Article by Anna
You have been walking all day. It's raining. It's windy. You are cold.
But, you were smart. You decided to book an awesome public use cabin with a wood stove instead of listening to a tent flap around you all night, hoping an extra strong gust doesn't blow it away with you in it.
Finally, soaking wet and exhausted, you see the cabin. You make a mad dash and open the door only to discover the last occupants were a** holes and didn't leave any fire wood. Not even tinder. And the communal saw at the cabin is dull. It might not even cut butter it's so bad. All you want is a fire and to relax. After all, if you wanted to be cold and wet, you would have just tented it, right? Never fear, you read this article and came prepared with a few novel life savers.
1) Pocket Chainsaw
When my friend whipped out a $5 pocket chainsaw from Walmart, I was suspicious of its effectiveness. However, 30 minutes later, the 5 of us were having a jovial time seeing who could cut the biggest branch the fastest. It worked almost as well as a real chainsaw.
They say that you should carry a folding saw, such as the Kershaw Taskmaster with you in your emergency kit. The pocket chainsaw weighs about the same, is arguably more compact, and gets the job done faster and more efficiently. As an added bonus, most come with a carrying pouch you can put on your belt to show off for extra cool points with your fellow hikers.
There are a ton of options out there on Amazon.com and elsewhere. I have noticed that the cheaper ones tend to bind up as you near the end of the cut. You have to work harder and keep the angle wide to prevent this. My $26 Liv Wild saw from Amazon performed well, even as the angle got narrow at the end of the cut. So spend $5 on a saw that will get the job done and last a while or spend $25 on a saw that gets the job done well and lasts even longer. Your call. Either way, it is cheaper than most folding saws out there and a hell of a lot faster.
Handles come in several styles. I have found the webbing loops to be comfortable and compact. The plastic t-shaped handles are also comfortable but not quite as pack-able. I would stay away from any of the ultra thin handles out there. I have seen some with what look to be wire hand holds. Just pick something that looks comfortable.
Unless you are one of those crazy ounce cutters, there is not reason not to carry a pocket chainsaw with you on your next outdoor adventure. After all, when you get to the cabin or camp site, do you want to be cutting wood with a flimsy folding saw or with a the speed and ease of a pocket chainsaw?
2) Down Booties
Maybe not as useful for tent camping (depending on how wet of an environment you are in), absolute life savers for a back country cabin trip. Down booties pack down small and keep your feet toasty. When you finally reach the cabin and want to kick off your soggy boots that your feet have been smothered in all day, you have four options:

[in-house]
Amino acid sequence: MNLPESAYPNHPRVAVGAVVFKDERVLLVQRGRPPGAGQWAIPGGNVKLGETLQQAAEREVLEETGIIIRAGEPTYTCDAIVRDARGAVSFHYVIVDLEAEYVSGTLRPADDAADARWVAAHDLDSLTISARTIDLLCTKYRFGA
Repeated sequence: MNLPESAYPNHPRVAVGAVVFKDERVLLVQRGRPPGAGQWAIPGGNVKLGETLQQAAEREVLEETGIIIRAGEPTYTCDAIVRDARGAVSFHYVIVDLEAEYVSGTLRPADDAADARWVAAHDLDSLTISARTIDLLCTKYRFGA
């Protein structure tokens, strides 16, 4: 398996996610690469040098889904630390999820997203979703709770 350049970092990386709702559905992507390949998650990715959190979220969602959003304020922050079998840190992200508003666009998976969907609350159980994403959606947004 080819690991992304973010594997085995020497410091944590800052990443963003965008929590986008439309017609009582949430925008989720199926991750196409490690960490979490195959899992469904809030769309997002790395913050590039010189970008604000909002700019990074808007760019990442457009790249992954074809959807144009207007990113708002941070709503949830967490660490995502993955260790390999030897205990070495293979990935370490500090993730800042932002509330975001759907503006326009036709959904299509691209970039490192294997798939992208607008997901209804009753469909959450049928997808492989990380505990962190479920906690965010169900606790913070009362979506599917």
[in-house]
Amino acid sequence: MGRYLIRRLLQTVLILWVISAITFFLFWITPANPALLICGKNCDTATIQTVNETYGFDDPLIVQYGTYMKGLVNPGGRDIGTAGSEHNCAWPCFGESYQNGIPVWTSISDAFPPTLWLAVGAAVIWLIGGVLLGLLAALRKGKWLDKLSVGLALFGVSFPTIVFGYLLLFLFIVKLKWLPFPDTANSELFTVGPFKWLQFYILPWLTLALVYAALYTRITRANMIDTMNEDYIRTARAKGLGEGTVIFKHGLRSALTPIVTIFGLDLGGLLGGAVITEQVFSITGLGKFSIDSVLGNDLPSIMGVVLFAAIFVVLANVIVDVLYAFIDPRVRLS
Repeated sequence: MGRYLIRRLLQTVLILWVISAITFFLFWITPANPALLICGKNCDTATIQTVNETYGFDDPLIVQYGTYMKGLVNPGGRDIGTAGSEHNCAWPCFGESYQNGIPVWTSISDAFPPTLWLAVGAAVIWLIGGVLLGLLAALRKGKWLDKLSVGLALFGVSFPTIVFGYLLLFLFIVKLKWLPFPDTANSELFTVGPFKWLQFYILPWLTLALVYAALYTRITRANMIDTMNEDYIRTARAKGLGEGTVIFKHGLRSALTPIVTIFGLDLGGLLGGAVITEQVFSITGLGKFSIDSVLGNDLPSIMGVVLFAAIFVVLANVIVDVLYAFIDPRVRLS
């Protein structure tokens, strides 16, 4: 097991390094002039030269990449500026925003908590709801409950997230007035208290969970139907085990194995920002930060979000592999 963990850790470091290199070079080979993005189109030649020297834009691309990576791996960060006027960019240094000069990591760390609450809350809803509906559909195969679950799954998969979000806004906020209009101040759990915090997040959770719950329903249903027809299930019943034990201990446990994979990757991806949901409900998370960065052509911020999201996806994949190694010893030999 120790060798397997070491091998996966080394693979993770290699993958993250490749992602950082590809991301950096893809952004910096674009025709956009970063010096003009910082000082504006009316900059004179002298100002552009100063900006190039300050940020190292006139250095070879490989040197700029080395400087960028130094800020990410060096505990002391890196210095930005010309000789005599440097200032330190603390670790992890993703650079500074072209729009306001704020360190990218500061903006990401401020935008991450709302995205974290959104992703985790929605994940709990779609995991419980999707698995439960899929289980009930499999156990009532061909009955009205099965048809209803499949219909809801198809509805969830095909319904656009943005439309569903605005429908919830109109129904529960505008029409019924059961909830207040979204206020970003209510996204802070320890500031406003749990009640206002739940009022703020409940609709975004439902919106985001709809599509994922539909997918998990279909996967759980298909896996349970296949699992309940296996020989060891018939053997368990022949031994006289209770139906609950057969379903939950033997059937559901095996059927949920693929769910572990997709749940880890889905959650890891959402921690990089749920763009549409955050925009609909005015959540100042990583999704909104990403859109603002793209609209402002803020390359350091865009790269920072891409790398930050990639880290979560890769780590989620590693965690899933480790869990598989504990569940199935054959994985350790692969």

- Barefoot (only good if you like having dirty feet-gross)
- Sock feet (only good if you like having dirty socks-again, gross)
- Hike out with extra shoes-not a bad option, but chances are they are rather heavy. If not heavy, they probably are not warm. Not a big deal in a warmer climate but in Alaska, we want warm feet.
- Down booties-The BEST option.
Why are down booties so great? They are warm and they are light. Throw them in the bottom of your pack and you are guaranteed warm and clean feet all night long. Most booties have a somewhat rigid sole that is mostly weather resistant for short trips outside (bathroom, etc.). Did I mention how warm they are? I have found NOTHING that insulates my feet like down booties. You know what they say, keep your head and feet warm and the rest of you will be warm. Or did I just make that up?
There are numerous options out there for down booties. They range in price, weight, and warmth. There are also synthetic versions which are also good. (No need to get into the down vs. synthetic details here). A Synthetic pair will run you around $35 new, Down starts around $60 new. I picked up a pair of down booties from the REI garage sale for about $7. When selecting a pair, keep in mind that the sole material and thickness will affect how warm your feet are on a cold floor or on the cold ground. If you want more warmth or are planning on wearing these on snow, maybe sacrifice some weight and space for a thicker sole.
3) Sea to Summit Collapsible Cup
Sure, save the weight and just drink your coffee straight out of your stove pot. Or, for a few ounces and no extra space, bring a Sea to Summit Collapsible cup. It appears they designed it to perfectly fit in a standard size Jet Boil, filling that tiny space between the top of your stove/fuel/stand stack and the lid.
Sure, they aren't cheap ($10 retail), but when your friend brings surprise wine and you are looking for an appropriately classy drinking receptacle, you will be glad you have it.
Often for the casual backpacker, a camp stove is reserved for one purpose: boiling water. Sure, you can then use your stove pot to mix up whatever goodies you have, but then it is a mess for your next culinary venture. This is where the cup comes in so handy: mix your coffee, hot chocolate, cider, oatmeal, whatever in the cup instead and keep that stove pot clean for your next meal. After all, who wants coffee (or wine) flavored Mountain House? No one.